Thursday morning we woke to clouds drifting low in the valley and enveloping the mountains. Helen and Bob cooked us a lovely breakfast and then took us for a drive in their 4WD truck up into the mountains west of their house (which by the way in daylight has turned out to be really nice, in fact we Danes would call it “hyggelig”!). In the beginning the roads were fine, but soon they became narrow, winding, steep and very bumpy with rocks overhanging the road in places. But the road was apparently very popular with tourists who had rented jeeps or ATVs, so it got rather jammed in places that were more difficult to navigate. We had never made it in our own little Mazda and were glad to have Bob at the steering wheel. Along the road we passed several places with building ruins from the mining days, such as Camp Bird, and also a still working mine.
Far up the mountain side we came to a meadow of flowers! A place with a small water fall and lots of different flowers in many colours – some of them we recognized from Danish gardens.
Unfortunately it started to rain while we were admiring the flowers, and it continued to do so on and off for the rest of the day. Back in Ouray we packed our car and said our goodbyes – and see you in Denmark – and drove north over Ridgway to Montrose. While we were looking for a place to have lunch (that wasn’t McDonald’s, Tacobell, KFC or similar fastfood chain!) we discovered that at least one of the town’s real estate agents had a sense of humour, for their had put up an advertising board saying:
“Leaving the country if Trump or Hillary wins? We’ll sell your house.”
Since we didn’t have a house to sell we kept looking for lunch places and found one next to the town’s pawn shop (which is probably where you sell the rest of your stuff before fleeing the country after the election…), namely the Horsefly Brewing Company, where we had some excellent sandwiches (but no beer because we were driving).
The afternoon was spent admiring a big hole in the ground! Or perhaps more of a crack. The Black Canyon of the Gunnison is a very deep canyon with dramatic steep black-grey cliffsides and down at the bottom of the canyon is the Gunnison River – so far down you can only see it in some places. It’s very difficult to get down into the canyon itself, but there were many outlooks along the rim to view it from.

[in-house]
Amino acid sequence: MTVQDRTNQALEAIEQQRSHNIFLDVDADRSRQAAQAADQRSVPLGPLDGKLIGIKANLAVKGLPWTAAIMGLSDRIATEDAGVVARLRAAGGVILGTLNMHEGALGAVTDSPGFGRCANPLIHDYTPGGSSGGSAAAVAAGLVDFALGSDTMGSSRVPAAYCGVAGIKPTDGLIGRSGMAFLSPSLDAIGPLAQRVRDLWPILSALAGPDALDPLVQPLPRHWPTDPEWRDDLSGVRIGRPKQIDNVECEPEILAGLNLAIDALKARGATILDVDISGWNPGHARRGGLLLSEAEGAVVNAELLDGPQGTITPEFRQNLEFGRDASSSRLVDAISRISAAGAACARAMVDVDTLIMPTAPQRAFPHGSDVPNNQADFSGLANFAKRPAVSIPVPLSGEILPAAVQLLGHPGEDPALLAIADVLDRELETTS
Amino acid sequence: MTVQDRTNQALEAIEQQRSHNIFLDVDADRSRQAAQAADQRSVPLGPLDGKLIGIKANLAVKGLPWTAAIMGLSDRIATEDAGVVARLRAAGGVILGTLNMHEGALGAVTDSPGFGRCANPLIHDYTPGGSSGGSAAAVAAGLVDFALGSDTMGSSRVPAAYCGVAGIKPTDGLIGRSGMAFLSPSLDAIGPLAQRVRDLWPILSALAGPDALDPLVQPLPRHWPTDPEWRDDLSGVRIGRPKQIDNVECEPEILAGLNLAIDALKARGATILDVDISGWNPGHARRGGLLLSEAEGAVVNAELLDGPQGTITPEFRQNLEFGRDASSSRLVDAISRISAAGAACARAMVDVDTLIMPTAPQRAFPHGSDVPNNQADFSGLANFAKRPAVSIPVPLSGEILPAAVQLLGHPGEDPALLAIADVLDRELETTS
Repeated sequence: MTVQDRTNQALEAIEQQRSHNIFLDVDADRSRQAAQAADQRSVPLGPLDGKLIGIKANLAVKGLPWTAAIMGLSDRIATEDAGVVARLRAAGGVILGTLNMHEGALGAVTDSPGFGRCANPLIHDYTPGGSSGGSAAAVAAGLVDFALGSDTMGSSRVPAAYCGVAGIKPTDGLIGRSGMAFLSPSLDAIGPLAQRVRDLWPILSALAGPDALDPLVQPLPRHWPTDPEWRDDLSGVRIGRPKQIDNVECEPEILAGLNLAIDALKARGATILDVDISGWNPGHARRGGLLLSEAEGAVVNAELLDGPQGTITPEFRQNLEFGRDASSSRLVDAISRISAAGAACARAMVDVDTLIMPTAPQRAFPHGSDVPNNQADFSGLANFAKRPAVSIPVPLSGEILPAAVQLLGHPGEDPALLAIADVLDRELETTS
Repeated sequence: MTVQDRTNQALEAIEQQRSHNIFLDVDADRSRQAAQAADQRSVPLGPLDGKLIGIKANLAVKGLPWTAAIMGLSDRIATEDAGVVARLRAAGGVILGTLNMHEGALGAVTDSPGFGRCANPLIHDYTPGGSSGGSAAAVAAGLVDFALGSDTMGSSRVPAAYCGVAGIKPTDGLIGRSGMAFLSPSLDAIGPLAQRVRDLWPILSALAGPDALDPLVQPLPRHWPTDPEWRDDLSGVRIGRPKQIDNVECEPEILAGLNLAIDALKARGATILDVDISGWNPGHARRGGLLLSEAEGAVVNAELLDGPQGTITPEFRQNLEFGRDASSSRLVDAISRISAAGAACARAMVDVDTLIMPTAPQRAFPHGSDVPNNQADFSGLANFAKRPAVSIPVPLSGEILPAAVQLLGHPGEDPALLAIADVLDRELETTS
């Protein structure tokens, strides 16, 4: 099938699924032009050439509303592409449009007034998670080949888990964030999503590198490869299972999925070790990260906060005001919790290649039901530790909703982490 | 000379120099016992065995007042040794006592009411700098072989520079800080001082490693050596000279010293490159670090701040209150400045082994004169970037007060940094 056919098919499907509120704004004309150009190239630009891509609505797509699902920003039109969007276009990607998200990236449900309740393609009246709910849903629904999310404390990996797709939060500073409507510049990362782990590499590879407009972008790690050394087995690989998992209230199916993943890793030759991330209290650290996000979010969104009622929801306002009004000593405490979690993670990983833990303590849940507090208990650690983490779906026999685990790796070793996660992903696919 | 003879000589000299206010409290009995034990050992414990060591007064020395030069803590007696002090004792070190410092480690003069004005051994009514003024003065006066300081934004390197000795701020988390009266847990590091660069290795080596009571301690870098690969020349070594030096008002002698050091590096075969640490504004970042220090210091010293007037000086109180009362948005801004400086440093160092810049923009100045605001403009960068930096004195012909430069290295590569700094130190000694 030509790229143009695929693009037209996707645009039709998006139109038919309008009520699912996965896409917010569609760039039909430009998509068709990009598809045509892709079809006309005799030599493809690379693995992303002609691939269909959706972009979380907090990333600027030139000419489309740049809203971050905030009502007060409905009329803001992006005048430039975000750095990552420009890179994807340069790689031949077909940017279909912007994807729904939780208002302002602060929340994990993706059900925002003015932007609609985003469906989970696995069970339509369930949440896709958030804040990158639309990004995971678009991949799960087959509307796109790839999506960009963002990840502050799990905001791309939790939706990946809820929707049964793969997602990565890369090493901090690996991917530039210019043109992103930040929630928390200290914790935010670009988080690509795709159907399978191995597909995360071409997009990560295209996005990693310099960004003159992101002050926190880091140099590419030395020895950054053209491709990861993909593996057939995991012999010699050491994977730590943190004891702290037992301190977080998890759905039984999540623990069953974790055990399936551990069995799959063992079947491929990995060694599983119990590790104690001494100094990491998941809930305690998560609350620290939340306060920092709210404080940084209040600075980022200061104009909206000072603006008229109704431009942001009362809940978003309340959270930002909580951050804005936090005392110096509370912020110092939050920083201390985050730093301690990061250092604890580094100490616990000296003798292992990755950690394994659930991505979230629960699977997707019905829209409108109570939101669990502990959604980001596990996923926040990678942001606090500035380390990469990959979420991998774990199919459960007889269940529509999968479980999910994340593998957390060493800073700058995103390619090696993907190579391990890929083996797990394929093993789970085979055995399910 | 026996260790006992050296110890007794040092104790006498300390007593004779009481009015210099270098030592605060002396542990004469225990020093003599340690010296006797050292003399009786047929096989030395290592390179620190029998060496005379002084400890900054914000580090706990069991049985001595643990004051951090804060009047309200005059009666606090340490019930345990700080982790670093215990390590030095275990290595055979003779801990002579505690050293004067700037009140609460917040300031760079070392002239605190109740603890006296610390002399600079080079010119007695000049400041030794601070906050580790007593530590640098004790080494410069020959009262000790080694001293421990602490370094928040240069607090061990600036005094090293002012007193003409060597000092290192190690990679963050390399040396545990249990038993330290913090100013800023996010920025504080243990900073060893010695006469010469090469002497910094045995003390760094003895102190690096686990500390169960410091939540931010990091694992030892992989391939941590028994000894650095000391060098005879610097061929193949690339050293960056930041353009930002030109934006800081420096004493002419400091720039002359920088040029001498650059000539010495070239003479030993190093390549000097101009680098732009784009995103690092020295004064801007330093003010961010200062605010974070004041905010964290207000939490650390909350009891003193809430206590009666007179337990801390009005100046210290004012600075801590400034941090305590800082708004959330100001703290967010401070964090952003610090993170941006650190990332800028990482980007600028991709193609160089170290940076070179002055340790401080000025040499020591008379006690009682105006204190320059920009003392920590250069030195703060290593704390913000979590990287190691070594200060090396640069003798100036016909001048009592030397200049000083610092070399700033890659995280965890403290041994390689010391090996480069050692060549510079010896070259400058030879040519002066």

When we had finished admiring the views we drove east on route 50, while it started to rain again and the clouds crept down over the mountains. We filled up with coffee and gas and decided to push on to Salida in spite of the weather. Ole’s playlist with road trip songs were playing on the car stereo, and we enjoyed our next to last vacation day.
The landscape changed several times, from dry empty mountain areas with little vegetation to farming land with isolated farms spread out over the valleys to higher tree-covered mountains. The rain let up a little, but when we drove up through the Monarch pass (11312 feet) it was pouring again, and the pass was completely enveloped in clouds. The continuous rain also made the day cooler than the previous days and in the pass the temperature dropped to 47 degrees Fahrenheit.
We finally reached Salida only to discover that quite a lot of people had beat us to it, so we drove past a lot of “No vacancies” signs. Here also the locals were trying to cheer up tourists and other passers-by by putting up boards saying for example: “If it wasn’t for electricity we’d all be watching television by candlelight”! So cheered we kept searching and finally managed to find a small motel and book their one available room, and in addtion Ole got the Polish owner’s whole life story including everything about his Swedish in-laws, when he checked in!